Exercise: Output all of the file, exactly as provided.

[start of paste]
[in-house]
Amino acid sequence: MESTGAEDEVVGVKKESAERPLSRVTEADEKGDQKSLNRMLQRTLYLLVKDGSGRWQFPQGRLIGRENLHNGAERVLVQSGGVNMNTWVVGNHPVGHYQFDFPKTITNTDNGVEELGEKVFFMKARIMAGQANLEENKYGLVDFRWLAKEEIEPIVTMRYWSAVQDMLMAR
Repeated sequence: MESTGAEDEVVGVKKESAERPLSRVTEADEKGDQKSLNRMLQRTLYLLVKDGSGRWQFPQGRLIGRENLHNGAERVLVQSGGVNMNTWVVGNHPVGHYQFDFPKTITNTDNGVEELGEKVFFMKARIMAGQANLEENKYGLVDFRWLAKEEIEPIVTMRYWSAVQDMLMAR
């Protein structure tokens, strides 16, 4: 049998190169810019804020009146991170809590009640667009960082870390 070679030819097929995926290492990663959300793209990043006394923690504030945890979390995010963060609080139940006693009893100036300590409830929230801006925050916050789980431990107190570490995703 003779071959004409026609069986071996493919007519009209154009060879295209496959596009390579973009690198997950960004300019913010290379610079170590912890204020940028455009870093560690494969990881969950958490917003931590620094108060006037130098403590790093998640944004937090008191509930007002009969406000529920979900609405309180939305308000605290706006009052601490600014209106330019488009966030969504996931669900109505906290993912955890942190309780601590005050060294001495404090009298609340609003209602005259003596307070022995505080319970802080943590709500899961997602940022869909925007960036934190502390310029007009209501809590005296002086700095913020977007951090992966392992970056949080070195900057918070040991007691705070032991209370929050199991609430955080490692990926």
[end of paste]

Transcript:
[in-house]
Amino acid sequence: MESTGAEDEVVGVKKESAERPLSRVTEADEKGDQKSLNRMLQRTLYLLVKDGSGRWQFPQGRLIGRENLHNGAERVLVQSGGVNMNTWVVGNHPVGHYQFDFPKTITNTDNGVEELGEKVFFMKARIMAGQANLEENKYGLVDFRWLAKEEIEPIVTMRYWSAVQDMLMAR
Repeated sequence: MESTGAEDEVVGVKKESAERPLSRVTEADEKGDQKSLNRMLQRTLYLLVKDGSGRWQFPQGRLIGRENLHNGAERVLVQSGGVNMNTWVVGNHPVGHYQFDFPKTITNTDNGVEELGEKVFFMKARIMAGQANLEENKYGLVDFRWLAKEEIEPIVTMRYWSAVQDMLMAR
């Protein structure tokens, strides 16, 4: 049998190169810019804020009146991170809590009640667009960082870390 070679030819097929995926290492990663959300793209990043006394923690504030945890979390995010963060609080139940006693009893100036300590409830929230801006925050916050789980431990107190570490995703 003779071959004409026609069986071996493919007519009209154009060879295209496959596009390579973009690198997950960004300019913010290379610079170590912890204020940028455009870093560690494969990881969950958490917003931590620094108060006037130098403590790093998640944004937090008191509930007002009969406000529920979900609405309180939305308000605290706006009052601490600014209106330019488009966030969504996931669900109505906290993912955890942190309780601590005050060294001495404090009298609340609003209602005259003596307070022995505080319970802080943590709500899961997602940022869909925007960036934190502390310029007009209501809590005296002086700095913020977007951090992966392992970056949080070195900057918070040991007691705070032991209370929050199991609430955080490692990926």